Mon, 08 Aug 1994

Supreme Court grants `stay of compensation' for government

JAKARTA (JP): The Supreme Court has granted a stay of implementation in its ruling compelling the government to pay hefty compensations to villagers who have been displaced by the huge Kedungombo reservoir in Central Java.

The letter approving the delay in the implementation reached the Central Java District Court on Saturday, only five hours after the 34 villagers' lawyers submitted their petition with the court asking that the Supreme Court order the government to pay up immediately, the Antara news agency reported.

Monang Siringo Ringo, chief of the district court, said his office would study the villagers' petition and pass it on to the Supreme Court, in spite of the granting of the stay of implementation.

The Supreme Court had earlier said that a stay of implementation could only be granted under exceptional circumstances. The Antara report did not state the grounds for the court's decision.

The villagers have given power of attorney to the Indonesian Legal Aid Foundation (YLBHI) in Jakarta and the Legal Aid Foundation office in Semarang, Central Java, to pursue the matter with the Supreme Court.

Their lawyers, including Haryono Tjitro Subono and Amartiwi Saleh, have filed the petition for an immediate ruling in a letter on Aug. 4.

They beat the Central Java provincial government which has announced its intention of petitioning for a review of the case in the litigation over the amount of compensation it should pay to the displaced villagers.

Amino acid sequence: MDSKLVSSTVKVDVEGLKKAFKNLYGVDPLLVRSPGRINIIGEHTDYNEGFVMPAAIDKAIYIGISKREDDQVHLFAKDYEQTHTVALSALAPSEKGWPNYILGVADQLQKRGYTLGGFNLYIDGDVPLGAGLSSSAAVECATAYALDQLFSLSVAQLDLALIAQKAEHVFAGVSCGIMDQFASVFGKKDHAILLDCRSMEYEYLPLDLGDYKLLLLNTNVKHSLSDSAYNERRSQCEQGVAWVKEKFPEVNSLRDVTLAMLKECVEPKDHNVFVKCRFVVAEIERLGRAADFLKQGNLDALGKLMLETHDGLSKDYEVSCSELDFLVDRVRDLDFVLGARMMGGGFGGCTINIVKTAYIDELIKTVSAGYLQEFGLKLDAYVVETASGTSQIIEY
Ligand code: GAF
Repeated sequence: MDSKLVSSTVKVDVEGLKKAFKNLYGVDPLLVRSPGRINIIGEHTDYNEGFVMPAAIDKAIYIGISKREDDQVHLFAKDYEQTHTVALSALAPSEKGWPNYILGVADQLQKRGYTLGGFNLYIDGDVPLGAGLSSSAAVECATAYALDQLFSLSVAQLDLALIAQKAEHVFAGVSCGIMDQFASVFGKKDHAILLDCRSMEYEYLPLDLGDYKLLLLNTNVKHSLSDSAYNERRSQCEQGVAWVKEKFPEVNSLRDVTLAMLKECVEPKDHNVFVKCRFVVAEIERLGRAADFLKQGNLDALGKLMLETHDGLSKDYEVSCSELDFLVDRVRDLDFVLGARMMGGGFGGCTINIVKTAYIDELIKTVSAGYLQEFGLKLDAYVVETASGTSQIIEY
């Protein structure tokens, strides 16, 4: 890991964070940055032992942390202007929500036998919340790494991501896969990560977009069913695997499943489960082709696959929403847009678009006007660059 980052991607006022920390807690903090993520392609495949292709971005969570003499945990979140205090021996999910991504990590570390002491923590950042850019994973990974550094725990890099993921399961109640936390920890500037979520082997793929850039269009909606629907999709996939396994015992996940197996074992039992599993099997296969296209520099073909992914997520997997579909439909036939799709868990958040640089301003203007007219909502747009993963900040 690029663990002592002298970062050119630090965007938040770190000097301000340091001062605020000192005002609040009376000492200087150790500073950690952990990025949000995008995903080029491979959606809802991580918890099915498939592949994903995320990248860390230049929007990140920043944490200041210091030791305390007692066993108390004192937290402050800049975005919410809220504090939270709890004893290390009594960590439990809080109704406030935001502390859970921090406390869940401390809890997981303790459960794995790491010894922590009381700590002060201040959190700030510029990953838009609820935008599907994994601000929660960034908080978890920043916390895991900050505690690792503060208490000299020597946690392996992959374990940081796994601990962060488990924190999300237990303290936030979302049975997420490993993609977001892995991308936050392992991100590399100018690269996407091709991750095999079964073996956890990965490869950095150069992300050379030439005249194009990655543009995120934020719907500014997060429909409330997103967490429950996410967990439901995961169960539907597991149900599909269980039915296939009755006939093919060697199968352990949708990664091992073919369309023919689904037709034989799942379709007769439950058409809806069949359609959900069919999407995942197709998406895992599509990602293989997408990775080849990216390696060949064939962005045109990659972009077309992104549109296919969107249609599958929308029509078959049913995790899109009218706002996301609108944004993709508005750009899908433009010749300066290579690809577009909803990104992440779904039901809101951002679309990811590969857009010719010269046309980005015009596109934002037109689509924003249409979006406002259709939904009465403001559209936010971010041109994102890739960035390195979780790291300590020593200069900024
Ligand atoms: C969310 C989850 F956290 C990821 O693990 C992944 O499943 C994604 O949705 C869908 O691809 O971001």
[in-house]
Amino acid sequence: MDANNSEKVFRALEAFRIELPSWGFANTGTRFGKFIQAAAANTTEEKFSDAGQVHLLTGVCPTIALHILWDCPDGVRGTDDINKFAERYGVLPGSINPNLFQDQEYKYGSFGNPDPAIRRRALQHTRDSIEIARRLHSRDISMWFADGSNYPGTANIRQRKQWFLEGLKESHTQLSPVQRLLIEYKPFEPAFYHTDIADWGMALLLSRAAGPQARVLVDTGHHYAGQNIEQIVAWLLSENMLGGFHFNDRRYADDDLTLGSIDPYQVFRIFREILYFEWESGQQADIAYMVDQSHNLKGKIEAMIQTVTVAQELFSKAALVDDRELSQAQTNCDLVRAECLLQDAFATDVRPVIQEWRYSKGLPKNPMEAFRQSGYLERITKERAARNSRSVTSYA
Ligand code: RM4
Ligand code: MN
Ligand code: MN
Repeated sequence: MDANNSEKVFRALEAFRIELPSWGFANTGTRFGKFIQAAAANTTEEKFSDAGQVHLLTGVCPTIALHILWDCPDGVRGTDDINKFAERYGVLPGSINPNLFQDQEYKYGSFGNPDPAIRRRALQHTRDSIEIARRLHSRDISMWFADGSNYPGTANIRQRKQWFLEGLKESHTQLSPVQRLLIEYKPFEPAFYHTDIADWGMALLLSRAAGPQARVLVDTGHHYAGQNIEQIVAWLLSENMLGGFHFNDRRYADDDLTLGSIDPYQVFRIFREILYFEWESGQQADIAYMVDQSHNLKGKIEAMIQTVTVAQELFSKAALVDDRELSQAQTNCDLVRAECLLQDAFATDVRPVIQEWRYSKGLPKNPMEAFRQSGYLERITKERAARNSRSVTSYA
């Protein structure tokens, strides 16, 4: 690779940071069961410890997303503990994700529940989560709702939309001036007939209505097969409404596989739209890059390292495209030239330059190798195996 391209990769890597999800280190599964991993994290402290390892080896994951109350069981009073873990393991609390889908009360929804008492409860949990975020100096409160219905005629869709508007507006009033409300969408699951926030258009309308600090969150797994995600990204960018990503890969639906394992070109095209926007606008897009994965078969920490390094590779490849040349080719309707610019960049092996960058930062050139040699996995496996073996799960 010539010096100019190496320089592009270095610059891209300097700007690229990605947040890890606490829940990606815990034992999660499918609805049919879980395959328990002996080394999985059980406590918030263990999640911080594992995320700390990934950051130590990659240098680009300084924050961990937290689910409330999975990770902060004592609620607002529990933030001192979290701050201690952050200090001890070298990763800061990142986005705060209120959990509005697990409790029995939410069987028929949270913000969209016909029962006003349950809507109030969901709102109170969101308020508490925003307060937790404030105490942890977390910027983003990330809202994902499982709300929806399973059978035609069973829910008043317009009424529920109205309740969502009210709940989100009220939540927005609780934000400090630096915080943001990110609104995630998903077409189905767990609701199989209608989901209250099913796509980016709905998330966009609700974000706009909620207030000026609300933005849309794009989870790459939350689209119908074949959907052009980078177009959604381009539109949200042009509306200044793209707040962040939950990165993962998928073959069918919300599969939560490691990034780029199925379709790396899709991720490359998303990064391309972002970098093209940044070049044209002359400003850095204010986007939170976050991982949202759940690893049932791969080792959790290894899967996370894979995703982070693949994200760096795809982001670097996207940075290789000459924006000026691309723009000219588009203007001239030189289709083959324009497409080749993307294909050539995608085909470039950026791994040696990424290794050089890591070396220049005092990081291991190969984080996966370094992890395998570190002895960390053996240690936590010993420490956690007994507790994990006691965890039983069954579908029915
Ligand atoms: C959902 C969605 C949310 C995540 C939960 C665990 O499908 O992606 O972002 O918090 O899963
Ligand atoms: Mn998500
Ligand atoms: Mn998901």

Controversial decision

The Supreme Court in a controversial decision reversed the rulings of two lower courts which supported the government and set the compensation rate at amounts higher than the government was willing to offer, and even higher than the villagers had sought.

The decision angered the government who is particularly concerned that the ruling could prompt some 60,000 other villagers, who were displaced by the Kedungombo dam but had accepted the compensation, to rethink their position.

The Supreme Court set the compensation at Rp 50,000 per square meter, compared to Rp 4,000 offered by the government and Rp 10,000 sought by the farmers. The Court also ordered the government to pay Rp 2 billion ($952,000) in "non-material" losses to the farmers.

The government has responded that it cannot immediately pay up because it has to account for every cent it pays out before the House of Representatives which scrutinizes its spending.

President Soeharto early this month urged Chief Justice Purwoto Gandasubrata to pass the fairest judgment possible on the case, taking into account the interest of the people.

The lawyers, in their petition for immediate implementation, said their clients on July 21 tried to meet with the Governor of Central Java to discuss "peacefully" the issue and asked that the government "voluntarily" pay up.

The request for a meeting had not been answered and in view of this, the lawyers urged the Supreme Court to compel the government to pay.

The Supreme Court ruling, dated on July 28, 1993, only became public last month, after LBH office in Semarang, which had represented the farmers, came across the copy. (emb)